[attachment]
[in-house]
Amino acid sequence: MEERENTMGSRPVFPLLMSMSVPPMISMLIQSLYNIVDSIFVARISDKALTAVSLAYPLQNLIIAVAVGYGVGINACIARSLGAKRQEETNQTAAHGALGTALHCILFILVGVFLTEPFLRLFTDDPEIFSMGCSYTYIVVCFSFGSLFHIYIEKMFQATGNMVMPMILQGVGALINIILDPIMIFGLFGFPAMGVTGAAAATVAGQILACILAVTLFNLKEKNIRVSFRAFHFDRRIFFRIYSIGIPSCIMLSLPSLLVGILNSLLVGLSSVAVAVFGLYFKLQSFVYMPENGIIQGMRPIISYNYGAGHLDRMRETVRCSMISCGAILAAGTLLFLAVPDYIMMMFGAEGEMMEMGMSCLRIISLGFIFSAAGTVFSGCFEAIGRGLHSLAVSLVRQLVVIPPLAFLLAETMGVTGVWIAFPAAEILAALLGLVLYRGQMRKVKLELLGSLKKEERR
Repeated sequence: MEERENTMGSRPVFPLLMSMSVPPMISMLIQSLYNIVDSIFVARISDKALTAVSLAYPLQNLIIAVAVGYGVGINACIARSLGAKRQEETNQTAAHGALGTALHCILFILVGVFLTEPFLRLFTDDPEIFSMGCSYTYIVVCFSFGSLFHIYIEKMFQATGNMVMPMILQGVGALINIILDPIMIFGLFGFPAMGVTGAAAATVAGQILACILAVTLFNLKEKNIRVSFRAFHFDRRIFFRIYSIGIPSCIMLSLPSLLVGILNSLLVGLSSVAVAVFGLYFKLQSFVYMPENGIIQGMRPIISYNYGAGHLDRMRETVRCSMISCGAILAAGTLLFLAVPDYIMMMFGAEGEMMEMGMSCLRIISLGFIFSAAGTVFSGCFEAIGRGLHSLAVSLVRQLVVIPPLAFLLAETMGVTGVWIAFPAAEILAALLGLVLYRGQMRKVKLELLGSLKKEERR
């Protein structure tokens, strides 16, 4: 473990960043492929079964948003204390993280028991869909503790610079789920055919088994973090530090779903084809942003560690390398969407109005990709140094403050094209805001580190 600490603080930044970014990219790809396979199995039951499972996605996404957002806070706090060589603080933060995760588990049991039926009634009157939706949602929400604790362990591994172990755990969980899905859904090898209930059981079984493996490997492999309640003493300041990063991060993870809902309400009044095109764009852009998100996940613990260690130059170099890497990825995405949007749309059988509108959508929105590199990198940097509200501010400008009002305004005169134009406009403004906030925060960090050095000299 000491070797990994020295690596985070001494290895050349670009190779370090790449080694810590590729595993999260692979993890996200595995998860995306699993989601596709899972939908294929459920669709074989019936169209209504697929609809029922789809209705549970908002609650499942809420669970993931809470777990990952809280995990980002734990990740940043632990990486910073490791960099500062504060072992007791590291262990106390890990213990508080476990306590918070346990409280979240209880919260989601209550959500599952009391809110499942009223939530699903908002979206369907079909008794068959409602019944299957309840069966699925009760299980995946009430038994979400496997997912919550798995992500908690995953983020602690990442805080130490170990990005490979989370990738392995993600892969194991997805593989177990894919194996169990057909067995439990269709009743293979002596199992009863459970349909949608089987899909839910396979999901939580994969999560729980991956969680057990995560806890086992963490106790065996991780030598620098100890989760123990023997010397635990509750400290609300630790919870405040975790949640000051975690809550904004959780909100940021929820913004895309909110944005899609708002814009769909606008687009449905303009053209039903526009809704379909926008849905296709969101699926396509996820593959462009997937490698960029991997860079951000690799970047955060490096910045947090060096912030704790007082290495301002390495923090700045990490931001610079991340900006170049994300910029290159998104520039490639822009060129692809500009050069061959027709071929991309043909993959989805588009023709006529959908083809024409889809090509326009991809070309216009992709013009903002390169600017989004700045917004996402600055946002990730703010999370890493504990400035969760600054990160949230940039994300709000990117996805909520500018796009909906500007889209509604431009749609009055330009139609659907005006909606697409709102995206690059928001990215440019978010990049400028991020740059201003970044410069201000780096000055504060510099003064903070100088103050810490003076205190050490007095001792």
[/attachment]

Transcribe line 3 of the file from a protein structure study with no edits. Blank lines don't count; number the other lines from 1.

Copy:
Repeated sequence: MEERENTMGSRPVFPLLMSMSVPPMISMLIQSLYNIVDSIFVARISDKALTAVSLAYPLQNLIIAVAVGYGVGINACIARSLGAKRQEETNQTAAHGALGTALHCILFILVGVFLTEPFLRLFTDDPEIFSMGCSYTYIVVCFSFGSLFHIYIEKMFQATGNMVMPMILQGVGALINIILDPIMIFGLFGFPAMGVTGAAAATVAGQILACILAVTLFNLKEKNIRVSFRAFHFDRRIFFRIYSIGIPSCIMLSLPSLLVGILNSLLVGLSSVAVAVFGLYFKLQSFVYMPENGIIQGMRPIISYNYGAGHLDRMRETVRCSMISCGAILAAGTLLFLAVPDYIMMMFGAEGEMMEMGMSCLRIISLGFIFSAAGTVFSGCFEAIGRGLHSLAVSLVRQLVVIPPLAFLLAETMGVTGVWIAFPAAEILAALLGLVLYRGQMRKVKLELLGSLKKEERR